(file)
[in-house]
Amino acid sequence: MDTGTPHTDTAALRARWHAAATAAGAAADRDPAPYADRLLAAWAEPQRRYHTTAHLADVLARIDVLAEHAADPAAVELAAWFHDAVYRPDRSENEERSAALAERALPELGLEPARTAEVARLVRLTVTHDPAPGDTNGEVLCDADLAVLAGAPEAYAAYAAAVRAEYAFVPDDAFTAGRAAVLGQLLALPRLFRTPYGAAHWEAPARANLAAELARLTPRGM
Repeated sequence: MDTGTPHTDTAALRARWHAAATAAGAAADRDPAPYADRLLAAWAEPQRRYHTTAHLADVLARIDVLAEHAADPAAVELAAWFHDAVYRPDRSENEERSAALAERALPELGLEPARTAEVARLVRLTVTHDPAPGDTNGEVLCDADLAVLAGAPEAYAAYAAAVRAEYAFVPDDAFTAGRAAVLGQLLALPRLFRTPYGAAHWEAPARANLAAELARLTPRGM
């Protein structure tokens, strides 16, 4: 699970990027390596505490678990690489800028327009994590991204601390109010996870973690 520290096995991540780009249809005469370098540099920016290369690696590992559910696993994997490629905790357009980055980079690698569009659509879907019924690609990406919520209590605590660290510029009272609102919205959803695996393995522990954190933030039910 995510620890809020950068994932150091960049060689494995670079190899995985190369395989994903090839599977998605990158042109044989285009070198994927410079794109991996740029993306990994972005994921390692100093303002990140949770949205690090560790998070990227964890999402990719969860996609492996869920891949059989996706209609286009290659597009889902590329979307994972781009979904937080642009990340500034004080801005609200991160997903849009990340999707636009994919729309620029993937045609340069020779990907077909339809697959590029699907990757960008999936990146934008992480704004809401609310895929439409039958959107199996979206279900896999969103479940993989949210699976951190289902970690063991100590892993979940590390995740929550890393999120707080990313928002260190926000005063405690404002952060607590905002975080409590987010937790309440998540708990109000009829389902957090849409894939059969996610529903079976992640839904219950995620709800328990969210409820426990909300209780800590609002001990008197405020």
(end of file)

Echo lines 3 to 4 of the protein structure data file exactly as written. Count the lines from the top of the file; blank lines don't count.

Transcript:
Repeated sequence: MDTGTPHTDTAALRARWHAAATAAGAAADRDPAPYADRLLAAWAEPQRRYHTTAHLADVLARIDVLAEHAADPAAVELAAWFHDAVYRPDRSENEERSAALAERALPELGLEPARTAEVARLVRLTVTHDPAPGDTNGEVLCDADLAVLAGAPEAYAAYAAAVRAEYAFVPDDAFTAGRAAVLGQLLALPRLFRTPYGAAHWEAPARANLAAELARLTPRGM
């Protein structure tokens, strides 16, 4: 699970990027390596505490678990690489800028327009994590991204601390109010996870973690 520290096995991540780009249809005469370098540099920016290369690696590992559910696993994997490629905790357009980055980079690698569009659509879907019924690609990406919520209590605590660290510029009272609102919205959803695996393995522990954190933030039910 995510620890809020950068994932150091960049060689494995670079190899995985190369395989994903090839599977998605990158042109044989285009070198994927410079794109991996740029993306990994972005994921390692100093303002990140949770949205690090560790998070990227964890999402990719969860996609492996869920891949059989996706209609286009290659597009889902590329979307994972781009979904937080642009990340500034004080801005609200991160997903849009990340999707636009994919729309620029993937045609340069020779990907077909339809697959590029699907990757960008999936990146934008992480704004809401609310895929439409039958959107199996979206279900896999969103479940993989949210699976951190289902970690063991100590892993979940590390995740929550890393999120707080990313928002260190926000005063405690404002952060607590905002975080409590987010937790309440998540708990109000009829389902957090849409894939059969996610529903079976992640839904219950995620709800328990969210409820426990909300209780800590609002001990008197405020």